Living here, born there: The economic life of Australia's immigrants

Borooah, V. K. and Mangan, J. E. (2007) Living here, born there: The economic life of Australia's immigrants. European Journal of Political Economy, 23 2: 486-511. doi:10.1016/j.ejpoleco.2006.08.004

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Author Borooah, V. K.
Mangan, J. E.
Title Living here, born there: The economic life of Australia's immigrants
Journal name European Journal of Political Economy   Check publisher's open access policy
ISSN 0176-2680
Publication date 2007-06
Year available 2007
Sub-type Article (original research)
DOI 10.1016/j.ejpoleco.2006.08.004
Volume 23
Issue 2
Start page 486
End page 511
Total pages 26
Editor Hillman, A.L.
Ursprung, H.W.
Place of publication Netherlands
Publisher Elsevier BV, North Holland
Collection year 2008
Language eng
Subject C1
140211 Labour Economics
Abstract A standard conclusion is that recent immigrants perform less well economically than the longer-term population. This paper investigates economic outcomes of immigrants to Australia. The history of Australian immigration policy is reviewed. Pre- and post-1996 immigration are compared using criteria that emphasize ability to make economic contributions. Entry conditions for immigrants to Australia resulted in new immigrants who were, on average, better educated than the local population and more likely to be computer literate. Post-1996 immigrants from Lebanon, North Africa and Vietnam overall did worse in terms of household income, employment status of occupation and housing conditions than local born and pre-1996 settled immigrants from these countries; however, arrivals from Europe, Britain and Irish and New Zealand did equally well or better than native Australians and settled immigrants. The Chinese were the most successful non-European group with a half holding professional or managerial jobs. However, econometric analysis shows that ancestry per se is not a strong indicator of immigrant economic success, which is closely associated with education level and time of arrival.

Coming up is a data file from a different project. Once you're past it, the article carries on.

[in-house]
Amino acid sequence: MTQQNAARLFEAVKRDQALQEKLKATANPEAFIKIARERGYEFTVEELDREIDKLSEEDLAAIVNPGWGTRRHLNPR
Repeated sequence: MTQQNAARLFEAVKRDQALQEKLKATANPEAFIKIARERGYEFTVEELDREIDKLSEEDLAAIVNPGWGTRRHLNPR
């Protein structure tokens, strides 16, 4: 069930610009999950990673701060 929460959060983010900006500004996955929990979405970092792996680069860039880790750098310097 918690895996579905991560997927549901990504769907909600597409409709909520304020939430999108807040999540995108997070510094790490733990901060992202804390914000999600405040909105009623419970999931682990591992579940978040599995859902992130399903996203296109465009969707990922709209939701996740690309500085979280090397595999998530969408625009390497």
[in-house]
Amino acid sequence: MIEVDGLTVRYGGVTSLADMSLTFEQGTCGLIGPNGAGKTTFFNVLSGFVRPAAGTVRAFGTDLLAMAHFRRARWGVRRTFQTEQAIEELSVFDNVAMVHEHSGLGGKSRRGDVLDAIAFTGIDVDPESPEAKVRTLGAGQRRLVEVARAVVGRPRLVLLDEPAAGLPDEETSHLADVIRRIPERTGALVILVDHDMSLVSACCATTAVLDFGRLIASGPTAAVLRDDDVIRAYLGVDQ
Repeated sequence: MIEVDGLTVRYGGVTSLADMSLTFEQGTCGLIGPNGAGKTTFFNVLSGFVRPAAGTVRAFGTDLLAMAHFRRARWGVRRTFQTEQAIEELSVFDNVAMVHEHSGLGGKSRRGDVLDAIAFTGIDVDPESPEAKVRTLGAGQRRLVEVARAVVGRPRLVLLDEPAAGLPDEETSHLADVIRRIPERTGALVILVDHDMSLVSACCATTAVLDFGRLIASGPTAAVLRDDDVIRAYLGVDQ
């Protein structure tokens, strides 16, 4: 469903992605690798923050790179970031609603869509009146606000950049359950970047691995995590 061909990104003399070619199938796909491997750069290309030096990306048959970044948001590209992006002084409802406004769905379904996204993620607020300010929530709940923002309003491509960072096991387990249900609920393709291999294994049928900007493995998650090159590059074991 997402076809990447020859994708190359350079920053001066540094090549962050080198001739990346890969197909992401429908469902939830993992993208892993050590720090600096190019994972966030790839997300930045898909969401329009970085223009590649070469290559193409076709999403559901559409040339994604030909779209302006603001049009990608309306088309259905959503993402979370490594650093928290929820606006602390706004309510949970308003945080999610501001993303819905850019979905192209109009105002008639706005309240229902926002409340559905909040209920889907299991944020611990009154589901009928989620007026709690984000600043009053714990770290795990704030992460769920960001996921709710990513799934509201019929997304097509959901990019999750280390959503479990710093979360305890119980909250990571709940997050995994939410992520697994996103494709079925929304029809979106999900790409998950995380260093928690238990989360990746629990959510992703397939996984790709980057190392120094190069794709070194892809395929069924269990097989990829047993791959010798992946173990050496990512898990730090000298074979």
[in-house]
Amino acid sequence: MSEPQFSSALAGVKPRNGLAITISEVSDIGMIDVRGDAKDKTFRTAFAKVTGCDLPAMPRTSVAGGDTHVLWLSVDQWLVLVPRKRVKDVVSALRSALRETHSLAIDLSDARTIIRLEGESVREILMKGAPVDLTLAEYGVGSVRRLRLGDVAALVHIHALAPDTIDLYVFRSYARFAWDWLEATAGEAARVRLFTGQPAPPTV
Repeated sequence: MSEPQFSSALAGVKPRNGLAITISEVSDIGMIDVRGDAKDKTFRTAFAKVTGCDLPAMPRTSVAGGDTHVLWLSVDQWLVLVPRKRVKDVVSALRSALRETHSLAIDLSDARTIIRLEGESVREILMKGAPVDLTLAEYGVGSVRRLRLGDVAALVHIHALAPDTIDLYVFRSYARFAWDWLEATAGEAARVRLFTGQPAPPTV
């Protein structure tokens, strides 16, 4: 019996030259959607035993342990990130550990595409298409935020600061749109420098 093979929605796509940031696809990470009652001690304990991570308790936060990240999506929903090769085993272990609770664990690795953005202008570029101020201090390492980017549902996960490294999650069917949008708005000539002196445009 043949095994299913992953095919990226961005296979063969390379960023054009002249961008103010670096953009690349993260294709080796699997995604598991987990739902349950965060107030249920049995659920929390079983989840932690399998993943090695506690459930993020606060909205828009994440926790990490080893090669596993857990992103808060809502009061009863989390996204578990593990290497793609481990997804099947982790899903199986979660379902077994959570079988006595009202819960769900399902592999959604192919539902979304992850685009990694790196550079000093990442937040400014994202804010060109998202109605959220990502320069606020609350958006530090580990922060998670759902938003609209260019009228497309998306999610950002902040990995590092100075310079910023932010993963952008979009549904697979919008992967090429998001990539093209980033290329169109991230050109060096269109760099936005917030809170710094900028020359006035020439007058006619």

Keyword Immigrants -- Economic conditions
Q-Index Code C1
Q-Index Status Confirmed Code
Additional Notes From : Symposium on Immigration and the welfare state section of journal

Document type: Journal Article
Sub-type: Article (original research)
Collections: Excellence in Research Australia (ERA) - Collection
2008 Higher Education Research Data Collection
School of Economics Publications
 
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Created: Sun, 04 May 2008, 19:15:23 EST by Kaelene Matts on behalf of School of Economics